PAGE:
Read plenty more about it in a couple of rather old, but still relevant articles:

Zoidberg had developed a few warts over the years, which have been fixed. I also noticed a few things which needed immediate work, which has been done. There is plenty more to do, but Jaap was close to declaring it stable back in 2006, so it is very usable already.

Some of the TODOs include modernizing parts of the test suite and investigating the viability of using some standard modules, like Devel::REPL, Moose, and Getopt::Long to bring zoid into the world of Modern Perl.

It is a testament to the stability of Perl that after all these years without maintenance that it took so little work to get it going again. Please enjoy Zoidberg and let me know what you think of it, or of course of any problems you have.

To try it, you can simply install with:

cpanm Bundle::Zoidberg

and the repo is on GitHub, so fork away!

For some more info start at the zoiduser man page. Then run zoid to take it for a spin!

Announcing MooseX::Types::NumUnit

I use Moose to write scientific simulations, including one very large simulation with a user api. To this point all of the numerical quantities, kept in attributes, needed to be of Num type. This always meant an implied covenant between the me and the users, which was to use SI units.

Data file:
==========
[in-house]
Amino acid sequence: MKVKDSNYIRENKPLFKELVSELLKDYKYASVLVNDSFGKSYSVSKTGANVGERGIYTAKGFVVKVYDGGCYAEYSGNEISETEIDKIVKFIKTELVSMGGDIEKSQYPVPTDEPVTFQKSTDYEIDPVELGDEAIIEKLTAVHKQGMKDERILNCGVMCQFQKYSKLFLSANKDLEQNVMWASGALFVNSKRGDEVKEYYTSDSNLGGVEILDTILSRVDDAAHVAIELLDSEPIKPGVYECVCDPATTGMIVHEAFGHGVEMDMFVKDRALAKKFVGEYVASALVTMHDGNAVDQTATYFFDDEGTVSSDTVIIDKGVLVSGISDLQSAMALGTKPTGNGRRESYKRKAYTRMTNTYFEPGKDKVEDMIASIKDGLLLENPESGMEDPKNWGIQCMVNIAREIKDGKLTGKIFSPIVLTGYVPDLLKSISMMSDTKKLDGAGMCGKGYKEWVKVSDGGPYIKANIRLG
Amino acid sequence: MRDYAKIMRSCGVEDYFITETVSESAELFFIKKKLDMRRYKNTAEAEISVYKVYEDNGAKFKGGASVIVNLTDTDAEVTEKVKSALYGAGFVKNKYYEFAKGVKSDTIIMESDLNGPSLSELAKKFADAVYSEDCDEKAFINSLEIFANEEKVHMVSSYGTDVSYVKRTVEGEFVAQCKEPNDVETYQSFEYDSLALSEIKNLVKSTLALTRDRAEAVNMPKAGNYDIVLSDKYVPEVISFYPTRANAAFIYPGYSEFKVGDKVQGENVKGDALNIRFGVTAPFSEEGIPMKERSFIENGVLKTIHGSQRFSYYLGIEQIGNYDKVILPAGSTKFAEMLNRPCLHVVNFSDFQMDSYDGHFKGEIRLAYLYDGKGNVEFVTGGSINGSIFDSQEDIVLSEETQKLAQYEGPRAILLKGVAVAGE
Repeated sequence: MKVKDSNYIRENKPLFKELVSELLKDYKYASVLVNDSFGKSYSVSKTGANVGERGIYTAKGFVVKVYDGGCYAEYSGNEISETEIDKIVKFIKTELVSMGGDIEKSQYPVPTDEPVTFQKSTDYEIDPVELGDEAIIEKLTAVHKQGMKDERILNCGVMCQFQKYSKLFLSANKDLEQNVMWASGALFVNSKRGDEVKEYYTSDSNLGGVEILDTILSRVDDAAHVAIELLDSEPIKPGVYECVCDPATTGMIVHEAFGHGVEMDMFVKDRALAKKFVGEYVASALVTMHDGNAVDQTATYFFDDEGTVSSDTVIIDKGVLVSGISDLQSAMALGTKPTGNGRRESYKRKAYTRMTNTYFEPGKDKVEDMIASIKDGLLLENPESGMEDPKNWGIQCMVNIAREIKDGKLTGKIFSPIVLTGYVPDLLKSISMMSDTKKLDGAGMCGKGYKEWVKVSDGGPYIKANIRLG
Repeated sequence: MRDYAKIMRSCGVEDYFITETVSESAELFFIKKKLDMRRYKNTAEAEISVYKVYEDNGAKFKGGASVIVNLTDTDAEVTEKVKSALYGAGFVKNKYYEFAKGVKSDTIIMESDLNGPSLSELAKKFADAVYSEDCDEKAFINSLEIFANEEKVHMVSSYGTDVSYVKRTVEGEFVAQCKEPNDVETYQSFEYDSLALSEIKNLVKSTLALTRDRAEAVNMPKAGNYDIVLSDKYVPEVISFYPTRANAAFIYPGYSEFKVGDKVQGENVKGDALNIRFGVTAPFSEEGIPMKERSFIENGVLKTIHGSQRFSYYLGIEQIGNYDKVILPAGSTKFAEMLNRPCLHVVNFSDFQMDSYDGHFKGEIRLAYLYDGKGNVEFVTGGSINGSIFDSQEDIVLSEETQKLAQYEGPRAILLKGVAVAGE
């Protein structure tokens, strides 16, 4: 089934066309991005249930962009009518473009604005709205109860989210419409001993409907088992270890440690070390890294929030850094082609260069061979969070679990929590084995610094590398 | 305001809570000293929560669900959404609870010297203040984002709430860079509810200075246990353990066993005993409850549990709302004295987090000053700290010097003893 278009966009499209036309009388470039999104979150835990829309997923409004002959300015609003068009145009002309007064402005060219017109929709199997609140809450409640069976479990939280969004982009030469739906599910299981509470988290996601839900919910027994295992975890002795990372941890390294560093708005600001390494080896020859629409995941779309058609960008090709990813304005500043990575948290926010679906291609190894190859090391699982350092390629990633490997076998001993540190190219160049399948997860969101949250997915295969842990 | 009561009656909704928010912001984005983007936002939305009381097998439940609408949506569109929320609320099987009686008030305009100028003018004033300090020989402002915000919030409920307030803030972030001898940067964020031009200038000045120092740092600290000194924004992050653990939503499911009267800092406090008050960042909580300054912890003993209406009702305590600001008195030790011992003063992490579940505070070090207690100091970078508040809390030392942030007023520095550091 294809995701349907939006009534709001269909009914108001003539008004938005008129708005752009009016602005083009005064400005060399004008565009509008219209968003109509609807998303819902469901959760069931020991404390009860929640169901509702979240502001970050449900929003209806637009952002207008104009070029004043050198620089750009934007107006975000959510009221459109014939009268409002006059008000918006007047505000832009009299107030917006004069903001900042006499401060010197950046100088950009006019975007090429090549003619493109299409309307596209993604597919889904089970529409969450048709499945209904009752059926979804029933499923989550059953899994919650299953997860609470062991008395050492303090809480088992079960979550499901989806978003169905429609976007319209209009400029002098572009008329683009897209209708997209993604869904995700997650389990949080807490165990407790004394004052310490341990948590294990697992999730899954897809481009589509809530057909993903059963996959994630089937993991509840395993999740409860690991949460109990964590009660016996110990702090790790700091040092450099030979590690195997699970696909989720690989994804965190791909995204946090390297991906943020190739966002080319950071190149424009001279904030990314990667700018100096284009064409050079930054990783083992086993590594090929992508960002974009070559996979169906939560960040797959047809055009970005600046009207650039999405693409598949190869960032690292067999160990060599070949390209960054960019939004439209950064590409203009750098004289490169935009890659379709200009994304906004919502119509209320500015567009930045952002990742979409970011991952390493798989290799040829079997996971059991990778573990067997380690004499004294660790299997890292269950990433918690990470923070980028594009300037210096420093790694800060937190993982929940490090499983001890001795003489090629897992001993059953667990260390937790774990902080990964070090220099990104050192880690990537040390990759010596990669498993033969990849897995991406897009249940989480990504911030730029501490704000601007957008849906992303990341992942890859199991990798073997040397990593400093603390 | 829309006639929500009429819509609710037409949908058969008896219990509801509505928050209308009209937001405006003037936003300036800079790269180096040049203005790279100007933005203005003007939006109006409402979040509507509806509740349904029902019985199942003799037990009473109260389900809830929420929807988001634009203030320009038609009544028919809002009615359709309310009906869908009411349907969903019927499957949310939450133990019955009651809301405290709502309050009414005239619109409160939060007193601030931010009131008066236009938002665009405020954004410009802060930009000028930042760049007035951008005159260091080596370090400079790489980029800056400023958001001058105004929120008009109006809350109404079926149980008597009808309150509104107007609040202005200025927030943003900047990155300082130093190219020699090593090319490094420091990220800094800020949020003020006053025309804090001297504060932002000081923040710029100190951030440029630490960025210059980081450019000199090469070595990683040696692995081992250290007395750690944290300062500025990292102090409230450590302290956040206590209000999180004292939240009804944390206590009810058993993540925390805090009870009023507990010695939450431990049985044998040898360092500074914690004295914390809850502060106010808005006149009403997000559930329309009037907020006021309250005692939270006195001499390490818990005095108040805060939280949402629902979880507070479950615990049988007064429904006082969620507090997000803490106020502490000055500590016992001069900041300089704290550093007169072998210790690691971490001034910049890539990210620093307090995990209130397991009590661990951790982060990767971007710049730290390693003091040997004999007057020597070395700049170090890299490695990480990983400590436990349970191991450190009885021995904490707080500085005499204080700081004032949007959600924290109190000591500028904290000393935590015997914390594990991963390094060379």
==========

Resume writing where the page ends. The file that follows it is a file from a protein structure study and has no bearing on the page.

However I have a few quantities that I want to use eV units, which makes a lot more sense. Therefore I setup a simple type with coercion to accept a string num eV and coerce it to a number given by qe * num. This got me to thinking, why can’t I do this for all my units?

To answer this need, I present MooseX::Types::NumUnit which provides a couple static types, but also provides the function num_of_unit, which creates anonymous types which will automatically coerce a string to a number of the desired unit. For example:

package MyTest;

use Moose;
use MooseX::Types::NumUnit qw/num_of_unit/;
#$MooseX::Types::NumUnit::Verbose = 1;

has 'length' => ( 
  isa => num_of_unit( 'm' ), 
  is => 'rw', 
  default => '1 ft'
has 'speed' => ( 
  isa => num_of_unit('ft / hour'),
  is => 'rw', 
  required => 1 

no Moose;

my $test = MyTest->new( speed => '2 m / s' );

print $test->speed, "\n";